By Gugu Lourie
Vodacom Business Africa is looking for opportunities in adjacent markets in Nigeria – Africa’s biggest economy and most populous country.
It is targeting small companies with growth potential.
Vodacom Business chief officer Vuyani Jarana said the cellphone giant was looking at how to address the small medium enterprises (SMEs) market in Nigeria.
“SMEs means scale, a lot of automation, network that has a right capacity, quality, right price points,” said Jarana in an
exclusive interview with TechFinancials.co.za.
“That’s what we are currently looking at, how you break into the SMEs market in Nigeria. You need to find the right model. The right network architecture and technology.
“If you don’t get that combination right, you may not be able to serve them. So, that’s what at the top of our mind with Nigeria.”
The enterprise arm of Vodacom, a cellphone operator owned by British mobile giant Vodafone, is already providing services to the local corporates in Nigeria and other multinationals.
It entered the Nigerian market through the acquisition of Gateway Communications in 2008, which provided it with a bigger enterprise market footprint in Africa.
Vodacom Business is not discounting any possibility of working with third parties to service the Nigerian SMEs space.
Jarana said: “There are a number of guys servicing the SMEs with LTE (Long-Term Evolution connectivity that provides the fastest wireless Internet connection), which we can team-up with, especially if our focus is on delivering IT services.”
The SMEs market is a very important part of the Nigerian economy, according to the Financial System Strategy (FSS) 2020.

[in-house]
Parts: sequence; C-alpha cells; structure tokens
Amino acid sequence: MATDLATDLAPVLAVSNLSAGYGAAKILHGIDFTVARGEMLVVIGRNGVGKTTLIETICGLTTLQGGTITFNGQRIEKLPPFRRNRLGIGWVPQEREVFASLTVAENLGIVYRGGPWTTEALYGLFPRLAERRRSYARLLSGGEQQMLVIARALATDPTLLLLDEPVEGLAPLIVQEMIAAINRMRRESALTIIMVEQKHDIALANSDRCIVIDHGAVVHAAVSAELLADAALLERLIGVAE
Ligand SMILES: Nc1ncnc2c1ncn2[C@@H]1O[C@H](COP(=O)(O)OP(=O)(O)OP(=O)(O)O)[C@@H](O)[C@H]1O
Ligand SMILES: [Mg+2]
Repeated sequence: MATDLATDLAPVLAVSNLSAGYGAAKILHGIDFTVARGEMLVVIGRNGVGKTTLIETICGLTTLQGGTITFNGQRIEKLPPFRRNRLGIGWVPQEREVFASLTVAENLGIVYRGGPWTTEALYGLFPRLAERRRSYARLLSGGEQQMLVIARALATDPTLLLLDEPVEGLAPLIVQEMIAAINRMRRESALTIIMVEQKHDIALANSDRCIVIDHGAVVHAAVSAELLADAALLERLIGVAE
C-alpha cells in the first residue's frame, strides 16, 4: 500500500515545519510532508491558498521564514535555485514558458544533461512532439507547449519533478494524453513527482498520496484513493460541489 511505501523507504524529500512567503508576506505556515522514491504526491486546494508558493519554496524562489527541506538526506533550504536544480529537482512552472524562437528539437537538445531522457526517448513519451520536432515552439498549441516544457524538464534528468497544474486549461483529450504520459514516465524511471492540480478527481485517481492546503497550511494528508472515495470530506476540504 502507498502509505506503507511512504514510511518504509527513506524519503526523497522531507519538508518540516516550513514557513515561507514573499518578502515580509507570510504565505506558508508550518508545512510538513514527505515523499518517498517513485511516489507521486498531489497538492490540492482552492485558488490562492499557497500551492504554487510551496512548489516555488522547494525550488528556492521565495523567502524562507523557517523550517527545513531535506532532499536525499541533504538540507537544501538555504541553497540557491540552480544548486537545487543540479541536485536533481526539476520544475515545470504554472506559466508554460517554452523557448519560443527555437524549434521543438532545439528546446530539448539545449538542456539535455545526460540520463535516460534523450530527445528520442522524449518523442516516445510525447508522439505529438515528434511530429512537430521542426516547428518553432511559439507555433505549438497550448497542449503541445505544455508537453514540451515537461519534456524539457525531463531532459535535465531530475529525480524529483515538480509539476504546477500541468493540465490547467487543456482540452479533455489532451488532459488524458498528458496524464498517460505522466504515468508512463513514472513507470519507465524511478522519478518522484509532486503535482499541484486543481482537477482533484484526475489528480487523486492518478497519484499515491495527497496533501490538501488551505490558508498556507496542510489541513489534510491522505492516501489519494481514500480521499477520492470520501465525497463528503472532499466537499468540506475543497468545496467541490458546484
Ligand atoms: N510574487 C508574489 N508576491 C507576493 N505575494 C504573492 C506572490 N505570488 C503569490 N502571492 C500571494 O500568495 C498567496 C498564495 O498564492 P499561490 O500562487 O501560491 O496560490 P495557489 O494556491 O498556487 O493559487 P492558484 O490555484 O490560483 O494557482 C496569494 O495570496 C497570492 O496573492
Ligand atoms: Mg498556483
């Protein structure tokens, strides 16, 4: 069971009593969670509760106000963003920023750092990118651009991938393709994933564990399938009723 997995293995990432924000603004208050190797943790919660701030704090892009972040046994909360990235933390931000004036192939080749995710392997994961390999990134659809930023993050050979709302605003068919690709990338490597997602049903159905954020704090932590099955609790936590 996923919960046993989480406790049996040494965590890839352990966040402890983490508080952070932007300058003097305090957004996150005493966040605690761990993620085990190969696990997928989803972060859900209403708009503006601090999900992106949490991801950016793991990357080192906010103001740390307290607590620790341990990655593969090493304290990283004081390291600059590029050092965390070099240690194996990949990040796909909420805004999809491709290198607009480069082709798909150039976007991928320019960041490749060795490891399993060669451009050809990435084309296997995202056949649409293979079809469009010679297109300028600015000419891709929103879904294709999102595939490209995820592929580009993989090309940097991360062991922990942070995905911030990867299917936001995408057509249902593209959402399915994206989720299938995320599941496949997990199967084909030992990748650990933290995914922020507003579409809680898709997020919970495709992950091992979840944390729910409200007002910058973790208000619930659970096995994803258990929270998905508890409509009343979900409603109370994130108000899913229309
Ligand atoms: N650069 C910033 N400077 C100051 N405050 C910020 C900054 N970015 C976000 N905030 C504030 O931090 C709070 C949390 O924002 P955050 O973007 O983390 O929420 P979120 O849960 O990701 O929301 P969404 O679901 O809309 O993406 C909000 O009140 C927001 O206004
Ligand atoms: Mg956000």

“In light of recent events in the Nigerian macroeconomic environment, SMEs have compelling growth potential and like other emerging economies are likely to constitute a significant portion of Gross Domestic Product in the near future,” says FSS.
About the Nigerian SMEs market, Jarana said: “We think there is a hybrid model to tie in an agreement with a third party, while you still thinking how best to serve that market. So, there are still a few things up our sleeves. We are exploring for growth in Nigeria.”
The firm is also delivering IT services to the oil and gas industry as well as the verticals sectors in Nigeria.
In 2013, Vodacom Business partnered with Jagal Group to build a data centre in Nigeria.
Vodacom designed the data centre, but didn’t invest any money except to underpin the business case by being the anchor tenant.
This has enabled Vodacom Business to provide full ICT services in Nigeria for the enterprise market and has allowed it to offer hosting and cloud services, through its Ikeji data centre.
“We are accelerating IT services into the enterprise market,” said Jarana.